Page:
“He that trusteth in the Lord shall not fear when God shall judge all with tormenting fire.” (From the second Antiphoy of the Resurrectional Anabathmoi in tone eight).
Notice that “all” will be judged with tormenting fire. In St. Mark’s Gospel (9:49) Jesus says that “everyone will be salted with fire.” The question is not if, it is when–and what you will do when you experience fiery torment. The promise of this verse that we will pray in matins tomorrow is not a promise for some future rescue after our death, but it is a promise for God’s help and deliverance from fear when we face tormenting fire now, in this life.
It seems we are always surprised when doing the right thing (the Christian thing, the holy or godly thing) involves fiery suffering. Self control, for example, often involves a kind of suffering that is often (at least in confession and in the writings of the fathers) compared to fire. Desires can be burning. And the trial we experience as we choose to suffer rather than to obey the desire, this is the judgement of tormenting fire.
It is unfortunate that our culture has taught us to read the words of Christ which speak of hell and fire as something merely future. I find it very interesting that only once (Matt 5:22) does Jesus refer to the “fire of hell” (Gehenna). The other two references (Matt. 18:9 and Mark 9:47) are to the “hell of fire.” That is, the hell is an attribute of fire, of torment. Therefore we might say that any time one is enduring a fiery trial, one is experiencing a bit of Gehenna, the hell of fire. And in the midst of that fiery trial, judgement or temptation, one may trust in the Lord. And trusting in the Lord, one will be delivered from fear.
Much of the time, we succumb to temptation because we are afraid that we cannot endure the pain–the pain of unfulfilled desire (and the bodily discomfort that may accompany self-control), and the fear that whatever resources God has given us or will give us will not be enough. Fear pushes us over the edge. Fear makes it too much to bear.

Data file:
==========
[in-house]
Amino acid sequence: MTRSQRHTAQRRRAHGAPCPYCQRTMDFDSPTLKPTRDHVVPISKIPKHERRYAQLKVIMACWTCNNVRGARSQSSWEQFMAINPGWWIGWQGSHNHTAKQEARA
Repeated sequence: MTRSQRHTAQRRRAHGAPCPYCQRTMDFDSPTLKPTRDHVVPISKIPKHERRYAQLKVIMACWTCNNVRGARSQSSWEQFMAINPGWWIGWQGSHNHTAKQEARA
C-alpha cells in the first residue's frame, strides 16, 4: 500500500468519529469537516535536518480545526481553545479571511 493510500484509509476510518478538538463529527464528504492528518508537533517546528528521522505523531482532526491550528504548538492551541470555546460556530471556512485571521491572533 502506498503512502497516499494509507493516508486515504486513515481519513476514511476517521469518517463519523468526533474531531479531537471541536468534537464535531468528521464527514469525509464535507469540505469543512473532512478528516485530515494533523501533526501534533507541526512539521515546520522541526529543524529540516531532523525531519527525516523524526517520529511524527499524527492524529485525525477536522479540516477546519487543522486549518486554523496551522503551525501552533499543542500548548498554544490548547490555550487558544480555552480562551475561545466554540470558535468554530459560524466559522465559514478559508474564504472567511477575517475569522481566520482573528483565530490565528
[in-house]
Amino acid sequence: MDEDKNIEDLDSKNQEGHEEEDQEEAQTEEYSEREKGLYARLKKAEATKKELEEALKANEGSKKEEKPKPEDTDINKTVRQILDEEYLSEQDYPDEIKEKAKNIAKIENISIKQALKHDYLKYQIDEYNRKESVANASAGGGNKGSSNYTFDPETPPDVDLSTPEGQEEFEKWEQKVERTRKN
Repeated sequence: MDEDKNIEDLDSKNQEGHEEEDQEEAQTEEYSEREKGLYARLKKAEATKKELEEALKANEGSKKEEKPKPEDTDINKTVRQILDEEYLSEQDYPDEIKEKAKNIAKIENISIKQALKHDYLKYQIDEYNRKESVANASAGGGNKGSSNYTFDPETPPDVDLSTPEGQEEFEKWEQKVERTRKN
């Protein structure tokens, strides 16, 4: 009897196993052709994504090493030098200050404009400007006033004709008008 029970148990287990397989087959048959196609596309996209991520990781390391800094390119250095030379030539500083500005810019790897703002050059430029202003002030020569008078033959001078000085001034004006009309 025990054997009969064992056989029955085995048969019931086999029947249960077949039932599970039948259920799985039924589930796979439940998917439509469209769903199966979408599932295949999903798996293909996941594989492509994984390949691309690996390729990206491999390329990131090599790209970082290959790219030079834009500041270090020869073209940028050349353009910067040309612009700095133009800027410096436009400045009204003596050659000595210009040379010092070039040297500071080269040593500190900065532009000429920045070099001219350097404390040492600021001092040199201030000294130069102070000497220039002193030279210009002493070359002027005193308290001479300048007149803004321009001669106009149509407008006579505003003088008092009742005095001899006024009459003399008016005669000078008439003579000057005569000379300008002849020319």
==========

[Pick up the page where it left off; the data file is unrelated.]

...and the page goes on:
But those who trust in the Lord, we are taught by the hymn of the Church, will not fear when the tormenting fire judges us.
Every temptation and our response to it is a judgement. It is a judgement in the sense that it reveals what’s really there. Failing the trial, falling into sin, is not the worse thing that can happen. The worse thing that can happen is not to accept what has been revealed, to blame someone or something else. If a fiery trial reveals that we are sinners, then we can turn to the Lord, who came to save the sinner. And turning to the Lord, we learn to trust the Lord. And trusting the Lord, we are delivered from fear and can endure better the fiery torment next time it visits us.
I was curious about "eat pray love" because of the discussions some of my friends were having about it. I got a copy of the book and randomly flipped to this bit:
I asked, "You have been to hell, Ketut?"
He smiled. Of course he's been there.
"What's it like in hell?"
"Same like heaven," he said.
[. . .]
"So, if heaven is love, then hell is … "
"Love, too," he said.
I sat with that one for a while, trying to make the math work.
Ketut laughed again, slapped my knee affectionately with his hand. "Always so difficult for young person to understand this!"
It reminded me of some of your homilies about how God's love is all there is, but we can experience it either as heaven or as hell.
I am not sure I have ever made the connection between fear, desire, temptation, and the daily fires (pain and sufferings) we live through. Thanks for posting this!